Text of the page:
Making sure the players don’t feel like they are walking alone will be integral to changing things however.
Too many are allowed to drift off into the arms of foreign suitors because they see no route to the first team or because Barcelona, while spending €400m on Dembele, Coutinho and Griezmann, can’t pay the extra that would keep their younger stars or beef up the B-team with some signings to help it out of the labyrinth of third tier football.
Laporta does want La Masia to regain its former luster. ‘It’s the cornerstone of the club,’ he said. ‘We want it to have a new methodology so it can become a centre of excellence that’s a model across the world. It’s central to our focus.’
Font also wants it to be of the utmost importance. Not for nothing has one of the greatest graduates of it become the name most linked to his campaign.
For now it seems Xavi Hernandez is not committing to any one candidate or to any one job but both Font and Laporta have both accepted that Xavi will return to Barcelona in some capacity sooner or later and when he does he will want to draw from the youth system if he becomes first-team coach.
Barcelona B players such as Gerard Peque (pictured) do not have the same pathway as before
Joan Laporta wants to be Barcelona president again and revive the struggling academy
Lionel Messi cut his teeth in La Masia after Barcelona recruited him as a youngster
It’s not unthinkable that he would even start as the B-team manager as both Pep Guardiola and Luis Enrique did before going on to win Trebles with the first team.
When the dust settles from the January 24 election his role, if he is prepared to take one in the near future, will become clearer.
There is hope among Barcelona supporters that other former or current players close to retirement will also move into coaching and play their part. It’s something Andres Iniesta has certainly not ruled out.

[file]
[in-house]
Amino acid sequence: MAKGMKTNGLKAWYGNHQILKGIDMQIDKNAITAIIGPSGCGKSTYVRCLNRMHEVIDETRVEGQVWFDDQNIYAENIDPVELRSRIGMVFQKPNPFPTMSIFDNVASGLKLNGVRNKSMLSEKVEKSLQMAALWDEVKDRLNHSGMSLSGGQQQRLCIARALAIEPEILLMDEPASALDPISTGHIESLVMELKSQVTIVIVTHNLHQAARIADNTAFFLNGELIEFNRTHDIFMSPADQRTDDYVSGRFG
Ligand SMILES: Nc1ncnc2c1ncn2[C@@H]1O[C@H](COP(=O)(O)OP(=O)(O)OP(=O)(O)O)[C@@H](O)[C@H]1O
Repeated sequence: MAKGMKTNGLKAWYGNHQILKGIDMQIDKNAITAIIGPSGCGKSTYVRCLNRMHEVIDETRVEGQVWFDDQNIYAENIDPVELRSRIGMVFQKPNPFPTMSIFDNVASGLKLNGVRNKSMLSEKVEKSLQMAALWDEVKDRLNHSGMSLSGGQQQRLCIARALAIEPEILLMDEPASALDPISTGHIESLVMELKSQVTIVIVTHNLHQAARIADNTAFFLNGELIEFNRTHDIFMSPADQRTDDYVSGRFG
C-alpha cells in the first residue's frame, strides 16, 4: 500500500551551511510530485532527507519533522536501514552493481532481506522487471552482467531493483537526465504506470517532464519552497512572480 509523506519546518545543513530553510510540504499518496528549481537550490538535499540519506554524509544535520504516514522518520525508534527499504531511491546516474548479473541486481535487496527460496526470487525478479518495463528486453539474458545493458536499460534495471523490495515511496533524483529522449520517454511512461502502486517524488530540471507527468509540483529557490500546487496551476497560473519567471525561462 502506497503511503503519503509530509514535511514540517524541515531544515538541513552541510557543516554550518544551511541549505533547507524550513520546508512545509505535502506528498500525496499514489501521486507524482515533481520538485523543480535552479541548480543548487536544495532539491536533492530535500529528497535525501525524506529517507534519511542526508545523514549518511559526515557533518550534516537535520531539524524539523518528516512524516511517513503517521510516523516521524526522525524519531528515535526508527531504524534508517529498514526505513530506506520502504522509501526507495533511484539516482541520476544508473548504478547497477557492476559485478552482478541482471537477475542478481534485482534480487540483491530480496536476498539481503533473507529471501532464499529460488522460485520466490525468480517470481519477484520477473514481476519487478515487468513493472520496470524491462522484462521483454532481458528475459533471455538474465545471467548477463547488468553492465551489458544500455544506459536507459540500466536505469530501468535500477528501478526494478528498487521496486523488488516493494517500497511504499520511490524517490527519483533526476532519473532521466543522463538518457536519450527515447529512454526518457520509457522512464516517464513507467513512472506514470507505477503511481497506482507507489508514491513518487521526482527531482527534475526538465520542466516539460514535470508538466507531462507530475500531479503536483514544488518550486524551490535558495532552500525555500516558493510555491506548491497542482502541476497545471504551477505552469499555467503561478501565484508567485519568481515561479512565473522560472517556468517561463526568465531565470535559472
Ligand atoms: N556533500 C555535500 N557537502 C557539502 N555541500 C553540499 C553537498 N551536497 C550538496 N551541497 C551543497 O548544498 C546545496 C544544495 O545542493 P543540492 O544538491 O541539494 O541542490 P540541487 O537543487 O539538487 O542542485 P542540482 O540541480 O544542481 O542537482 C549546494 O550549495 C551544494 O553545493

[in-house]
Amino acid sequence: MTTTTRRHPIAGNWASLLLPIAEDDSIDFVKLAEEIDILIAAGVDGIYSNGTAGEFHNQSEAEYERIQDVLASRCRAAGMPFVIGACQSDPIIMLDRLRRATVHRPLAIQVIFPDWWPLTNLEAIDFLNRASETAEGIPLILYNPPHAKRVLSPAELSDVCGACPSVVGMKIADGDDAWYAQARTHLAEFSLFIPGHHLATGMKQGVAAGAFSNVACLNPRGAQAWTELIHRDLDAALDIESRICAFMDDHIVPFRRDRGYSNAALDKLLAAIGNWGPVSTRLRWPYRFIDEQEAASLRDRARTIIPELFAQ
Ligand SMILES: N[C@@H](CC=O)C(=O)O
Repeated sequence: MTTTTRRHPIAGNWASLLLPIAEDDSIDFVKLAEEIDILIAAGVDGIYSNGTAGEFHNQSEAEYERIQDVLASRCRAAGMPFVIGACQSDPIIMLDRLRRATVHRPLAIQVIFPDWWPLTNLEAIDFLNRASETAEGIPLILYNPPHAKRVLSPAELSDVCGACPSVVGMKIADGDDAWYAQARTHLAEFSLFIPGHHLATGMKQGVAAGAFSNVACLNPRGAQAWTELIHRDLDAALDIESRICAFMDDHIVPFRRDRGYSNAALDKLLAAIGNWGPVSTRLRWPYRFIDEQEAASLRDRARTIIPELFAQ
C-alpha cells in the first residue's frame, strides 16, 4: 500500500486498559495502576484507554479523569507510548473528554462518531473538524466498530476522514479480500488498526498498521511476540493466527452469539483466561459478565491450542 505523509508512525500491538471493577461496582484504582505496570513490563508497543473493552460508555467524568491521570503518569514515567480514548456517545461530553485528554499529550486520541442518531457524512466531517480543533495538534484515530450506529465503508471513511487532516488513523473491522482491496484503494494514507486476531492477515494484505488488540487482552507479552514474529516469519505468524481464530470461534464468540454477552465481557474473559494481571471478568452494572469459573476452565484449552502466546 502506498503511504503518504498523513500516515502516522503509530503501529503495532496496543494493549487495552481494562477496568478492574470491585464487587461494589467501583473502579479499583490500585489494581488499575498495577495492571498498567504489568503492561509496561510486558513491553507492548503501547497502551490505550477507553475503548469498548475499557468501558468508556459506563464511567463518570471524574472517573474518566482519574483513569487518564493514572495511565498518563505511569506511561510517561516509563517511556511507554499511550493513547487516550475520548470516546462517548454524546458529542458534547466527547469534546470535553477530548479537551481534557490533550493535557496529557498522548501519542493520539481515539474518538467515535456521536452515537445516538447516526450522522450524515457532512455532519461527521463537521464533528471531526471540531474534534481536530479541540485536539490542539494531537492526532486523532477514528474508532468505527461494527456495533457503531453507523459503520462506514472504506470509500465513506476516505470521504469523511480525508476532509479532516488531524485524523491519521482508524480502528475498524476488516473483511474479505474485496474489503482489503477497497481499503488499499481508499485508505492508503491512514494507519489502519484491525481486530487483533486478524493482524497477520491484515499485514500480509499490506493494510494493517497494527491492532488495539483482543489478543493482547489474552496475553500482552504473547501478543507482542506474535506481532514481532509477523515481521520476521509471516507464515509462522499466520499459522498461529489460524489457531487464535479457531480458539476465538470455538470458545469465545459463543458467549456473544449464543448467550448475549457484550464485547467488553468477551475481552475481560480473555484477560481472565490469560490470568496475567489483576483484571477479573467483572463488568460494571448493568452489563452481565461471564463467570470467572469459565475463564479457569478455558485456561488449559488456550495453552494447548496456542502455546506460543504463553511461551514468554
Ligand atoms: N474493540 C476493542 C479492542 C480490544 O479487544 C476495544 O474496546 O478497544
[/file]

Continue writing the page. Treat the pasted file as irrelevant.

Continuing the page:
The man, Ivan Rakitic once said should have La Masia named after him, is the greatest example of what it was once so good at doing – gathering in the best young talent from the rest of Spain and ensuring they emerge as rounded, educated young footballers who feel they belong to the club.
When the Barça B team failed to win promotion last year the best players in the side felt they had to leave. Midfielder Monchu and full-back Sergio Akieme had to look elsewhere for second division football and are now at Girona and Almeria respectively.
Impressive midfielder Ilaix Moribu is not 18 until January so he could afford to be a little more patient but that patience will not last. If the B-team fails to go up this season then he too will be looking to take the next step somewhere else – and so on it goes, the pattern will be repeated every summer that the B-team spends outside of the second division.
There is a huge quality gulf between second and third division in Spain and young players just stop improving without the step up.
Monchu (right) left the Barcelona B-team to join Girona and develop in a different way
Xavi is expected to take over at Barcelona at some point and will require a strong academy
Barcelona’s B-team is not alone in this struggle. Of the 21 teams that have a second side none are in the second division at the moment. Real Madrid and Atletico Madrid are no better off despite Raul’s best efforts at the former club.
But part of Barcelona’s ‘More than a Club’ message seems to make the failure more damning for them.
They used to say of their rivals: ‘They have the nombres (names) we have the hombres (men)’ – mocking the fact that Real Madrid had to buy players, while Barcelona built them from scratch at La Masia.
There’s lots of talk currently about how best to renovate the club’s Nou Camp stadium but La Masia desperately needs a revamp too.
The youth academy might have a flash new physical home at the out of town Joan Gamper Football City with its Johan Cruyff stadium inaugurated last year, but its soul desperately needs replenishing, if it is ever again to serve the purpose it once did.